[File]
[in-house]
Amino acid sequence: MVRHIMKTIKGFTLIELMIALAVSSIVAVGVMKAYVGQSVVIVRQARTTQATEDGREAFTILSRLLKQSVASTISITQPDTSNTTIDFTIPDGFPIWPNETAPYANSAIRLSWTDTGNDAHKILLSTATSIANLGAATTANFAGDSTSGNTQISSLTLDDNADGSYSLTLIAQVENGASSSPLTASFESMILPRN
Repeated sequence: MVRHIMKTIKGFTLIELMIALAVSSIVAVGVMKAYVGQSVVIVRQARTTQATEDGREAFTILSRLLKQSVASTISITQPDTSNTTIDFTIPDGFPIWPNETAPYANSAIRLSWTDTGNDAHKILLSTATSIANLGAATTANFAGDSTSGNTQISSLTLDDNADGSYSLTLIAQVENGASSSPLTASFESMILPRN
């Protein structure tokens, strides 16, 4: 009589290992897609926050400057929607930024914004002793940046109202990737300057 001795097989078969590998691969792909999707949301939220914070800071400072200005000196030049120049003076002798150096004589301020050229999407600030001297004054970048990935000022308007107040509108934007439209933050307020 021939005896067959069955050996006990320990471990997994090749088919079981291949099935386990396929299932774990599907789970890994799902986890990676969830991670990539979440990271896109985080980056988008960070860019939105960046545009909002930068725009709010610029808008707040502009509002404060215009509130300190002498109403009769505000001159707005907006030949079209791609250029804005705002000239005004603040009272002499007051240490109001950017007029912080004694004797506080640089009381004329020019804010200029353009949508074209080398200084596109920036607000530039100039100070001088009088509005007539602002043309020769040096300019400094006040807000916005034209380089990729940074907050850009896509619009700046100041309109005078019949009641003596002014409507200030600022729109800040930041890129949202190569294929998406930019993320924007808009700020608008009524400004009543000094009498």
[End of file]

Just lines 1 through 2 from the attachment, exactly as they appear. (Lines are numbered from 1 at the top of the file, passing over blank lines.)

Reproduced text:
[in-house]
Amino acid sequence: MVRHIMKTIKGFTLIELMIALAVSSIVAVGVMKAYVGQSVVIVRQARTTQATEDGREAFTILSRLLKQSVASTISITQPDTSNTTIDFTIPDGFPIWPNETAPYANSAIRLSWTDTGNDAHKILLSTATSIANLGAATTANFAGDSTSGNTQISSLTLDDNADGSYSLTLIAQVENGASSSPLTASFESMILPRN